This was a very cheery alley way between buildings. The two photos above are the two walls on either side of the alley.
I'm not sure what these are called... utility boxes? Either way, these are cheerier than the bland grey or green you'd see in most cities.
I like the use of a building feature, here that small box, although I'm not sure it's original purpose, in the artwork. Remember this signature (would it be Riel? Ryel? I'm not sure) because we'll see it again later.
I'm here to kick ass and chew bubblegum. And I'm all out of bubblegum.
A giraffe in 3D glasses - what?!?
I don't think the green tag is the original artist's signature - if you look around the net you can find many shots of this piece without it. I have to say I wish it wasn't there. To me, this is a perfect example of a "tag" taking away from "street art."
A group of teens laughed and said something about "tourists" when they saw me snapping these shots. But, seriously, how great is this?
This has a great poem about snow capped mountains and the top of the building looks like a snow capped mountain. But look carefully, that snow up top isn't paint, it was some kind of white sequins so that the snow appeared to be sparkling. Beautiful and creative.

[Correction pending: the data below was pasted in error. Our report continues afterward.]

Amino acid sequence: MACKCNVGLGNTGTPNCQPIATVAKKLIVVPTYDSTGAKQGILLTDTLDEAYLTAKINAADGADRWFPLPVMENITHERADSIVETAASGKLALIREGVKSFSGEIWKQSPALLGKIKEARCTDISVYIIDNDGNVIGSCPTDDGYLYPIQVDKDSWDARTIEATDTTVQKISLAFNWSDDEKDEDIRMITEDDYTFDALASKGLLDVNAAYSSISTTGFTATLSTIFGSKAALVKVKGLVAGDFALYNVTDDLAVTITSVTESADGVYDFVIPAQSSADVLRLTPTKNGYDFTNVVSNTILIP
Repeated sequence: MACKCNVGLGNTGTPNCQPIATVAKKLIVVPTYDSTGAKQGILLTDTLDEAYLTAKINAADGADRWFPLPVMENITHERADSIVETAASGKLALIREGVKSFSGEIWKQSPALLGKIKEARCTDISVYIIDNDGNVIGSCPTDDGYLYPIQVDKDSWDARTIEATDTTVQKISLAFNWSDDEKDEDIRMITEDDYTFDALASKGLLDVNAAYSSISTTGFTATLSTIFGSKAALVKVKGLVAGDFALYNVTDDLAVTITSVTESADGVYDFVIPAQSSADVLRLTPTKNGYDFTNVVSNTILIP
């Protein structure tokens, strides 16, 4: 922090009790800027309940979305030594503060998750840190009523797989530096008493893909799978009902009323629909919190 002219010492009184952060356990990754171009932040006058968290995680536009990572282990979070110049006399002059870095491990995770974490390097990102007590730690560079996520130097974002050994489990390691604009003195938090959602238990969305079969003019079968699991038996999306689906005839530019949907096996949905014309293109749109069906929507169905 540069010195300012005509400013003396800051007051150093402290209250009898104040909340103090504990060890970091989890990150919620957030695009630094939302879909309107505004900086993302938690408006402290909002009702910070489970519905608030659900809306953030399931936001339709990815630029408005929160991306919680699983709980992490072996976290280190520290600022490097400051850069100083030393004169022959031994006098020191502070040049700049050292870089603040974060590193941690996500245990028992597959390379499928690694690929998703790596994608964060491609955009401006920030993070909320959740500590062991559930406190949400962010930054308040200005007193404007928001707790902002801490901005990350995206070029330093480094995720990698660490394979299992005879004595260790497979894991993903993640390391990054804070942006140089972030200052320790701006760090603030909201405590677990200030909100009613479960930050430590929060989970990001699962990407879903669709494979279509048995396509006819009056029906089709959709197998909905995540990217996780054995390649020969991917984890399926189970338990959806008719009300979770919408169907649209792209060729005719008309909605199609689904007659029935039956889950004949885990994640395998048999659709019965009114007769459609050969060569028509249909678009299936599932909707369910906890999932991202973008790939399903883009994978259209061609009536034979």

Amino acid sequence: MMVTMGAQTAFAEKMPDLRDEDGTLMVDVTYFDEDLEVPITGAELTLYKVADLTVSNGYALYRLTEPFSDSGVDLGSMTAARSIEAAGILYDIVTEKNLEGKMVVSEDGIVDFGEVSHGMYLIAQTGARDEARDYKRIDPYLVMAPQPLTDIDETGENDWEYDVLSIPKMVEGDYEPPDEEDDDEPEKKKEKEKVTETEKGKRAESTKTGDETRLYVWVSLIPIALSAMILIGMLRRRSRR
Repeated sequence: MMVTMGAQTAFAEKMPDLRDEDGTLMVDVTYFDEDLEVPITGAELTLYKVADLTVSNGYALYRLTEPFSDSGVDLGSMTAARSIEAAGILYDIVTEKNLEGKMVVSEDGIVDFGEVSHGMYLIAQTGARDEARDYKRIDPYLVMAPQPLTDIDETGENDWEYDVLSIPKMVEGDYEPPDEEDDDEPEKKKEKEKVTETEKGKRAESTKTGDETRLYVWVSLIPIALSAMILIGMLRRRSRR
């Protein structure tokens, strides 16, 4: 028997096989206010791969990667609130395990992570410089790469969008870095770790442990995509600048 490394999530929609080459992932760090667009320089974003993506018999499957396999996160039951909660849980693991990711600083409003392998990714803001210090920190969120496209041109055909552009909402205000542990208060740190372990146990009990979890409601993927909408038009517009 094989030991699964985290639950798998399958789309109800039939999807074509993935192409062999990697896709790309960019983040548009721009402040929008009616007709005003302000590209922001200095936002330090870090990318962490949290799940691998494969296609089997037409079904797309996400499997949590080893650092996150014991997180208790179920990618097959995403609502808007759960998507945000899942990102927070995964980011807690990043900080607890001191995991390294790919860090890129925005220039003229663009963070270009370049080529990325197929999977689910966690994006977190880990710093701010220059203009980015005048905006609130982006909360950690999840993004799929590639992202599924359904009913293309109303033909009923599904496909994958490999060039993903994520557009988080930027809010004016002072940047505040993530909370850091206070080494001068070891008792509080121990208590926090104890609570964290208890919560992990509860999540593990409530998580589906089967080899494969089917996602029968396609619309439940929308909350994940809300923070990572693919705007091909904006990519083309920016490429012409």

Here's someone else's shot from another angle, you can see the shining sequins a little better.
Just look at how the mountains
so very mighty be
sharp as razors at the top
they span the land & sea
But don't forget that though
majestic spires capped with snow
from each and every grain of sand
The pimply kid and the tags or throw-ups along the bottom came along later and were not a part of the original piece. Take a look at this shot of the original snow capped mountain piece taken in 2009, more than 3 years before my visit.
And on the right is the Riel tag again, although I think it goes with the two white figures on the right, not with the snow capped mountain piece. Although, I cannot find a picture of the mountain poem without it, so maybe they do go together. I'm not sure.
Looks like that pimply kid might be the same artist as on the last piece, just judging from the style.
Salon.com entitled Reykjavik's wild street art that shows this seal piece, above, under construction.